Hail, Caesar!

Our first review post-Oscars is the Coen Brother’s newest feature film, Hail, Caeser! Starring Josh Brolin, George Clooney, and Alden Ehrenreich, it is rated PG-13 for some suggestive content and smoking.

From IMDB: Hail, Caesar! follows a day in the life of Eddie Mannix (Brolin), a Hollywood fixer for Capitol Pictures in the 1950s, who cleans up and solves problems for big names and stars in the industry. But when studio star Baird Whitlock  (Clooney) disappears, Mannix has to deal with more than just the fix.

6 out of 10

I knew something was up when this movie was set for release in February. We all knows what happens when movies are released in February. They either suck or are rom-coms. Or Deadpool (more on that next week!). Unfortunately for Hail, Caesar!, it fell into the first category. Suck may be a rather strong word, so for a Coen Brothers film with a slew of stars— Brolin, Clooney, Fiennes, Johansson, Tatum, Hill, Swinton, McDormand, to go through pretty much the entire cast— disappointing might be the most appropriate adjective. 

I will say, there are plenty of really funny moments, largely due to the commitment from the cast to the period. The period style is maintained throughout, buoyed by great costumes and production design but solidified by some really solid performances all around.The entire cast does a very good job; there is no true weak point. Everyone does a fantastic job of staying in the era and dramatizing the time period. Clooney and Fiennes were both hilarious, poking fun of the 1950s Hollywood with perfection. Tatum’s musical number was a sight to behold. Even newcomer Alden Ehrenreich, playing young movie star Hobie Doyle, holds his ground and is pretty funny in what ends up being a sizable role.

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But the acting can only get it so far; the screenplay was relatively weak, incorporating many characters who ended up being useless (namely Johansson and Hill). I kept expecting them to have something to do with the conclusion of the film, but they literally just disappeared. The plot was very scattered; there were a lot of characters without a purpose and a climax that made absolutely no sense and was uninteresting. What was the deal with communism? I still don’t understand. Hail, Caeser!’s primary issue was its failure to amount to anything as a film; the ending was not satisfying nor did it make any sense. A movie with a great cast and so much potential was ruined by its failed storyline, a shame because the Coen Brother’s are usually so good with that.

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The Coen Brothers style is prevalent, from the quirky dialogue to the signature Roger Deakins cinematography. And I personally am a huge fan of them, so the eccentric nature of the film was not unexpected. In fact, I think without that signature style, the film would have lacked any charm at all. Hail, Ceaser! is a Coen Brother’s film that is funny and decent entertainment for six dollar movie Tuesday, but not a movie that I’ll remember years from now.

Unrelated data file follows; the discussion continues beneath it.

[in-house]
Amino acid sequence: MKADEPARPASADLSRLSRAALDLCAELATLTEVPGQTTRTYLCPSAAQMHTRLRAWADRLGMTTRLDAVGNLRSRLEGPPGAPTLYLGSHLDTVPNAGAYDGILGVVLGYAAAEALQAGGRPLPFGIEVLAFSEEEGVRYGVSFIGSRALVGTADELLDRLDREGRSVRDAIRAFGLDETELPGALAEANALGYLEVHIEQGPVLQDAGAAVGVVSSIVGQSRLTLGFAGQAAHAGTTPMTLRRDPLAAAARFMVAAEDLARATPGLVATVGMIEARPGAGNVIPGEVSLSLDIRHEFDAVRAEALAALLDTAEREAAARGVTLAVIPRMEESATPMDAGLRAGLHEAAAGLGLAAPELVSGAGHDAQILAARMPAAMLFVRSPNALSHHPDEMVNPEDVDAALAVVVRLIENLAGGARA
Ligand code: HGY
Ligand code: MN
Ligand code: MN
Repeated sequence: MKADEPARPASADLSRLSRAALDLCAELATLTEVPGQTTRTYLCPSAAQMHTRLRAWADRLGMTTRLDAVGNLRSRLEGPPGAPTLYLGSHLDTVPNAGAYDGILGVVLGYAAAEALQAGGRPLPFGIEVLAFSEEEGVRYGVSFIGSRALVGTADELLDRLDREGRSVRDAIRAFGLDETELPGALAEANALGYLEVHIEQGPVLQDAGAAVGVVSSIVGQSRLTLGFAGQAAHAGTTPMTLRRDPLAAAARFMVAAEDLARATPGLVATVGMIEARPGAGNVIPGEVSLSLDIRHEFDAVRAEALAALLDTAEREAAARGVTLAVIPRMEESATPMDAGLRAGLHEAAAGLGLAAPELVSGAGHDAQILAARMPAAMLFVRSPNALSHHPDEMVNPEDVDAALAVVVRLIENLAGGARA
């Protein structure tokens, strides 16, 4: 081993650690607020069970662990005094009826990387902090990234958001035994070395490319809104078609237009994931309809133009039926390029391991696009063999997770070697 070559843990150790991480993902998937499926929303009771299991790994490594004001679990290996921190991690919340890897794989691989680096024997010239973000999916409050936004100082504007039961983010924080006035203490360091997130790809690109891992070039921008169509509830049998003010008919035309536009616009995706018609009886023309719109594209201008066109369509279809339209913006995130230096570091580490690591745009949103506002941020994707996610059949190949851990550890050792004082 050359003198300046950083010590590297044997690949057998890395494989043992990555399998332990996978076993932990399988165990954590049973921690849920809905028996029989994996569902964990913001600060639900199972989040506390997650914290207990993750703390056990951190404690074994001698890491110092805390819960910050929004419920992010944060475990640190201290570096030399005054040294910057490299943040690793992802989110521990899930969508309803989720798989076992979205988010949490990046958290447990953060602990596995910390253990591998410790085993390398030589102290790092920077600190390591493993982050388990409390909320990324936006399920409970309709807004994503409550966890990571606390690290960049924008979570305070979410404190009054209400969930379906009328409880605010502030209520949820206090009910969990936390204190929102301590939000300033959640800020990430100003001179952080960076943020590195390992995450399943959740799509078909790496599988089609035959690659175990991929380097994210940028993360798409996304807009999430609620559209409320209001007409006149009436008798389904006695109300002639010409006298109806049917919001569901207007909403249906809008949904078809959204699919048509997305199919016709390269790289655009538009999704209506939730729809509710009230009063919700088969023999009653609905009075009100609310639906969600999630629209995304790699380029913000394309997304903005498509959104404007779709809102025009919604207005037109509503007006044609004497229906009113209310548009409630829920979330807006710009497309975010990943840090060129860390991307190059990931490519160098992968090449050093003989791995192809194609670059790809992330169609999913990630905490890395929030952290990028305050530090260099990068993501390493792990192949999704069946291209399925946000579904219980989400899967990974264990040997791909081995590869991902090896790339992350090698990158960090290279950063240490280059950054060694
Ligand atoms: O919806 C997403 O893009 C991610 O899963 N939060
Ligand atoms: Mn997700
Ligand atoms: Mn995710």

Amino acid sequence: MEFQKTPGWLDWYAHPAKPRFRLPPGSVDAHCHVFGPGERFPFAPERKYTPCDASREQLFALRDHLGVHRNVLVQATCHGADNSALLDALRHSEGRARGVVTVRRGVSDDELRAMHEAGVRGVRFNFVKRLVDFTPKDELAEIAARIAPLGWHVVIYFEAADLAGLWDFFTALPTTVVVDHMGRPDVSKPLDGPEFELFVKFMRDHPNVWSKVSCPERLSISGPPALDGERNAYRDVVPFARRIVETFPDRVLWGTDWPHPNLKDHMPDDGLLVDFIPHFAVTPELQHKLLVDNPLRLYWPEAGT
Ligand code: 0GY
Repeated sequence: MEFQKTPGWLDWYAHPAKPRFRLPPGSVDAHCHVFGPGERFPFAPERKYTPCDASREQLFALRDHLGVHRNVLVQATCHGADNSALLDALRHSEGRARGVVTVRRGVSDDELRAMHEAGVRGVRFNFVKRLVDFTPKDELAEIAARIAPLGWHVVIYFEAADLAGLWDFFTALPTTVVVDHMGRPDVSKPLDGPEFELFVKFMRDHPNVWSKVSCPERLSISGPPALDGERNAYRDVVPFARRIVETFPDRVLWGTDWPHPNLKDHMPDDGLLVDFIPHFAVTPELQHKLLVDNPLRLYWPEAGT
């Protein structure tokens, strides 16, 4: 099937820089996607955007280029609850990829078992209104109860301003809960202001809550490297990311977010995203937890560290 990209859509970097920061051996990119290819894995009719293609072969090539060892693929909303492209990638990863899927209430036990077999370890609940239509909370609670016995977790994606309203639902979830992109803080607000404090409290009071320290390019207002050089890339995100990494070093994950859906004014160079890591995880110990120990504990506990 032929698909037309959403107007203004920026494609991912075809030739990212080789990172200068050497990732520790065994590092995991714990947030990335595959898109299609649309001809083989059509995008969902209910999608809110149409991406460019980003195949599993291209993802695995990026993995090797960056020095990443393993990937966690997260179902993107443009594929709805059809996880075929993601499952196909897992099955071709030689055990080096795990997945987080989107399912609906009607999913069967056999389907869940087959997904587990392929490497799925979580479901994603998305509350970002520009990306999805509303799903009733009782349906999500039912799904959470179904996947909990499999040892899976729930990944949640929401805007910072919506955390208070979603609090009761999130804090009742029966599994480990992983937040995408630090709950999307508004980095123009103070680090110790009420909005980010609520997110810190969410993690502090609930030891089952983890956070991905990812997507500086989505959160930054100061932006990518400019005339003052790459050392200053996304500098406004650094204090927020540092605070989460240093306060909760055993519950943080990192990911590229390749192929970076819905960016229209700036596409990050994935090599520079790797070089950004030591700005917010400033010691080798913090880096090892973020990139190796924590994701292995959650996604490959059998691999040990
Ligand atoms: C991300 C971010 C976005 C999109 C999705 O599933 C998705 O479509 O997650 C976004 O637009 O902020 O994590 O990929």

8 out of 10

The Coen Brothers are some of my favorite directors making movies today. With films like Fargo and The Big Lebowski, they make some of the most wonderfully strange and critically­ acclaimed movies in the last thirty years. Now there latest film is Hail, Caesar!, takes place in 1950s Hollywood, focusing on Josh Brolin’s character, who is the head of the fictional Capitol Pictures and his adventures. The trailers focused on the production of the film “Hail, Caesar” and their troubles as their leading man, played by George Clooney, is kidnapped by a odd group of people.

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But the film is more about a day in the life of Brolin’s character in its craziness, and moreover, the Coen Brothers’ love letter to this interesting period of cinema. Brolin links us in between incredible set pieces like Scarlett Johansson in a fantastical swimming dance and Channing Tatum in a sailor’s’ musical number. And it is quite interesting to watch. The film has been getting some mixed reviews from fans who are confused about what the movie is and its unsatisfying ending. And I did walk out wanting closure, with a few plot elements that are picked up and put down before being fully explored, but it made me thinking about the film in a way that I wouldn’t have before.

I also found myself laughing consistently throughout the film. It isn’t like normal comedy with big over the top gags, but is more understated and happens in the really quick dialogue. Many well known actors, like Frances McDormand and Tilda Swinton, come in for little scenes and are hilarious in the simplicity of these characters in the overall world of the film. It also appears like really famous actors, like Brolin and Clooney, are genuinely having a really great time acting in this film.

The film is lensed by great cinematographer Roger Deakins, who once again knocks it out of the park by putting real vibrancy in the world and making the set pieces actually feel like you are watching a film in the 1950s, which is truly incredible.